Schools to enact some ideas in violence report

June 28, 1995|By Mary Maushard | Mary Maushard,Sun Staff Writer

Baltimore County schools will start to implement recommendations of a student behavior committee within three months, Superintendent Stuart Berger said yesterday as he formally released the long-awaited report on school violence and disruption.

"A committee of people within the school system will go through the report, recommendation by recommendation, to determine what can we do immediately and what we can do down the line," Dr. Berger said at a noon news conference.

But he said without elaboration that some of the more than 100 recommendations probably will not be implemented because they are not feasible or affordable.

Among the recommendations are calls for additional support staff in schools, such as psychologists, and incentives to attract top teachers to the county's most troubled schools.

The report also pointed to the need for parents to make a commitment to working with schools, particularly at the secondary level where such cooperation has declined. It noted that schools also are burdened with responsibilities once exclusively in the domain of the home.

It cited "disrespect toward adults and peers exhibited by a large segment of Baltimore County's student body," and "violence, which is exhibited by a small percentage of the student body but creates significant upheaval within the system."

"Many students cited dysfunction in their families," the report noted as a compounding factor in the problems youngsters bring to school. "While this is not surprising, the number of students who spoke openly about problems in their families . . . was overwhelming and continuous," it said.

Dr. Berger said that he was pleased with the thoroughness of the Committee on Student Behavior, headed by former Baltimore County police Chief Cornelius J. Behan, and with the results -- which did not surprise him.

"We found that the school system is a safe system. But there's a perception of a lot of violence. There is some [violence] and some is too much," he said.

Mr. Behan and others from the 52-member committee presented their report to the school board during its regular meeting last night.

"We do not have a violent school system, but we do have students who act violently," Mr. Behan said at the news conference. "They are part of a national trend in schools. Today a small number [of students] attend angry, frustrated and unwilling to learn. It becomes the responsibility of the schools to deal with them."

The former police chief said violence has moved into classrooms quickly over the past few years, but it is not likely to go away in the same manner.

"Crime in the schools will not disappear anytime soon. We will have an increase . . . in violent crime by our youth," he warned.

But county schools are in "an excellent position to prevent crime and violence from growing and to manage and reduce disruptive behavior," the report concluded.

Among the many recommendations are:

* Reducing teacher and principal turnover to stabilize schools.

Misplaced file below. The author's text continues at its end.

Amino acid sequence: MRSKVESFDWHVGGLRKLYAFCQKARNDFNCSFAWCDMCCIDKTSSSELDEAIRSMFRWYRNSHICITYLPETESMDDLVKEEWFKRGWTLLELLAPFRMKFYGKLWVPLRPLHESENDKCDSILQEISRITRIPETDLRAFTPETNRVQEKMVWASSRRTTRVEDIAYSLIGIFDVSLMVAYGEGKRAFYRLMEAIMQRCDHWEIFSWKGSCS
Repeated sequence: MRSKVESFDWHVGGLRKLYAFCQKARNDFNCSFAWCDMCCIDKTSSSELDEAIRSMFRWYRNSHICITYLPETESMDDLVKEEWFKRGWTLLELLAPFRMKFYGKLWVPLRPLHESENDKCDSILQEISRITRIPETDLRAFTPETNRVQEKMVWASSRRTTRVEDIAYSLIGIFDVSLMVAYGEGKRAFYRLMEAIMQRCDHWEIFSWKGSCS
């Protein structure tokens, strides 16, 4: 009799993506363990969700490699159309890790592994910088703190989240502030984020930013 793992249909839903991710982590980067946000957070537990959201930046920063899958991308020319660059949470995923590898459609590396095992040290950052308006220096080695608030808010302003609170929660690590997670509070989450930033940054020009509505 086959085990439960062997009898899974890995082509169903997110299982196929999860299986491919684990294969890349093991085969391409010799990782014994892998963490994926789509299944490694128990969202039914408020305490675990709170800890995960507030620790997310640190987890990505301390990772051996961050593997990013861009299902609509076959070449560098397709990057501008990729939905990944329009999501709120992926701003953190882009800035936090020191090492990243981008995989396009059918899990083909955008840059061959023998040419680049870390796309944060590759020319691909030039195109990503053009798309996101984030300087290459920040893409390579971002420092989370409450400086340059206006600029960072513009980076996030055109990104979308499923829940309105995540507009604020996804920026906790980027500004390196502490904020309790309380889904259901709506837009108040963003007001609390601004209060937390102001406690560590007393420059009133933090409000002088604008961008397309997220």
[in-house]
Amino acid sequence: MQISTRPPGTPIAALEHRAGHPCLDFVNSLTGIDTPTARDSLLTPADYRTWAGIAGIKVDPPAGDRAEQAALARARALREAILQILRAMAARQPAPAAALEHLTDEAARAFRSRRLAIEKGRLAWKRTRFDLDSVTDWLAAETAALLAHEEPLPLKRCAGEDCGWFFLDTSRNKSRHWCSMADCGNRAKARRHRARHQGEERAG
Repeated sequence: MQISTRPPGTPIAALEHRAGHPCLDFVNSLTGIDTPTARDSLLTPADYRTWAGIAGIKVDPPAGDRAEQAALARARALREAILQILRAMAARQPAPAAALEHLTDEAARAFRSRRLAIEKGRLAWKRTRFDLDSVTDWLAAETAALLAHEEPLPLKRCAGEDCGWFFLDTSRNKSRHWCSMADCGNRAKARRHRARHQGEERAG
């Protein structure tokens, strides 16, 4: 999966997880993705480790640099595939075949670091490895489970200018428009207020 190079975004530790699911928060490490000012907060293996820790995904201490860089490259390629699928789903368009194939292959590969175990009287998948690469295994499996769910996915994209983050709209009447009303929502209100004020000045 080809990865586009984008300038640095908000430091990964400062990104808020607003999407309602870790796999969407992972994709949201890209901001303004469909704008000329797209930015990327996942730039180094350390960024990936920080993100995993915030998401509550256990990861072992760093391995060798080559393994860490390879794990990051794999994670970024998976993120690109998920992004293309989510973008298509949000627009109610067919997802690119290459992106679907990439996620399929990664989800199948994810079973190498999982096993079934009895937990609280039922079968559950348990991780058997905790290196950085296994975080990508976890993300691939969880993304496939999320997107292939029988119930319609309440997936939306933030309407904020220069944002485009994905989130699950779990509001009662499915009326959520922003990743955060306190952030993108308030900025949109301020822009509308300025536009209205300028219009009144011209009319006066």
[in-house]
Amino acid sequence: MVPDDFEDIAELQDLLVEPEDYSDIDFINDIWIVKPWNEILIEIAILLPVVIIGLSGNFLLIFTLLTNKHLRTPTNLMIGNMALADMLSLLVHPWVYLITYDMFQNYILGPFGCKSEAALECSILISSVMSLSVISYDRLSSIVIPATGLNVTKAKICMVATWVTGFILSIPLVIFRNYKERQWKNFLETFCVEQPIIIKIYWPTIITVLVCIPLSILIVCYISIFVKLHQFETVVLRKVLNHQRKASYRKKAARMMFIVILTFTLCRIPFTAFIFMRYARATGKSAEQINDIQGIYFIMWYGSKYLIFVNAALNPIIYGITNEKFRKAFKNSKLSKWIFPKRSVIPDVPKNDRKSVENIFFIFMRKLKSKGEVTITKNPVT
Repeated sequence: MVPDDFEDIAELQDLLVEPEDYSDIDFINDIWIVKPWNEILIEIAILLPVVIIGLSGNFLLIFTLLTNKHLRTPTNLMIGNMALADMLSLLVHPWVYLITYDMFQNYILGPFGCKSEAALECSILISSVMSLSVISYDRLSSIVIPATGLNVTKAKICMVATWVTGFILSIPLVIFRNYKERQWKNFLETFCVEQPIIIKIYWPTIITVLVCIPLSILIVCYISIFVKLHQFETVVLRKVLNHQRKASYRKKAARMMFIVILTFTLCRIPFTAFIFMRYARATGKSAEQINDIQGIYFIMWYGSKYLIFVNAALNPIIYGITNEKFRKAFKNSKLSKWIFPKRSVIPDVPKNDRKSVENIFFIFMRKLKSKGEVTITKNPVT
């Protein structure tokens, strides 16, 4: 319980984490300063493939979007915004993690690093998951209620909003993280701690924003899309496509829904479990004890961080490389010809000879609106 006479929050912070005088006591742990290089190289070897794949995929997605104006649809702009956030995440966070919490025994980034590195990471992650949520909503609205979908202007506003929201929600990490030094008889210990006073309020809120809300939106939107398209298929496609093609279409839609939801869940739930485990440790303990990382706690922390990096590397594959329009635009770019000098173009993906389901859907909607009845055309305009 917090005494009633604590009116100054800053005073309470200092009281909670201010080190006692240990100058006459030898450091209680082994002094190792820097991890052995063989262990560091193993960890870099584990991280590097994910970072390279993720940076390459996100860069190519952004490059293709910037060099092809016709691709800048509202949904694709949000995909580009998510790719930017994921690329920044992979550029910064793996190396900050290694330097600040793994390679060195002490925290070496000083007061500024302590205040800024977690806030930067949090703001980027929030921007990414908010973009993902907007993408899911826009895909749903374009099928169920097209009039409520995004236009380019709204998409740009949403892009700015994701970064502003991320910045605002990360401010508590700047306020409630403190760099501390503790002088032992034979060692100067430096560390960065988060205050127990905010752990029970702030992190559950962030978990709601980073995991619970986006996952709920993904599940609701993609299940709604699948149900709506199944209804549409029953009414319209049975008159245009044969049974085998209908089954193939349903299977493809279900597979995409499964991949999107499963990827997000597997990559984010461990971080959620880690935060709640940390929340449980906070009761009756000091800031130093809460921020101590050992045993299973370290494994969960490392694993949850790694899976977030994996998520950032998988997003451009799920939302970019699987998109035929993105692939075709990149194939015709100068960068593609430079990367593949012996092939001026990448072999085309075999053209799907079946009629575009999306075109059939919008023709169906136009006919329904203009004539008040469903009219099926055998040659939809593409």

* Holding principals accountable for following board policies and procedures.

* Establishing a consistent definition and process for expelling students.

* Enlarging the capacity of the county's two alternative high schools where disruptive students are sent, and lengthening the time students can stay there.

* Taking steps to reduce incidents and perceptions of racial bias.

Dr. Berger asked Mr. Behan to head the committee last fall.

The former chief, in turn, appointed an executive committee of police professionals and retired educators. Dr. Berger also chose about 35 students, teachers, administrators, parents, police officers and businessmen to complete the group.

They found that some county schools have little violence, though the report made it clear that disruptive behavior is not confined to a few "problem" schools or to any socioeconomic level, race or ethnic group. Chronic offenders are both male and female, it said.

Although the report did not allege bias against minority students, it cited disproportionately high suspension and expulsion rates for minorities and cited those numbers as contributing to a perception of bias.

"There is a prevailing opinion that ignorance of cultural differences causes some teachers to escalate simple acts of disruptive behavior into much more," the report said, warning that "every student must be held to the same policies and standards regarding proper behavior, rules and regulations and discipline."

The need for consistency was drummed home throughout the report, which said that students guilty of the same offense were treated differently depending on what school they attend. Such inconsistencies resulted from varying interpretations of discipline policies, the committee found.

Despite a relatively small number of violent and disruptive incidents, some teachers told committee members they spend as much as 40 percent of their time on discipline, thus compromising the education of many students because of disruptions from a few.

The committee also found that otherwise well-educated teachers were ill-prepared to deal with disruptive behavior, and that teachers' efforts often were not supported by principals, who wanted to downplay or overlook such behavior.

Mr. Behan stressed that all misconduct should be recorded, and all criminal behavior reported to police -- practices that some school principles fail to carry out, the committee report said.

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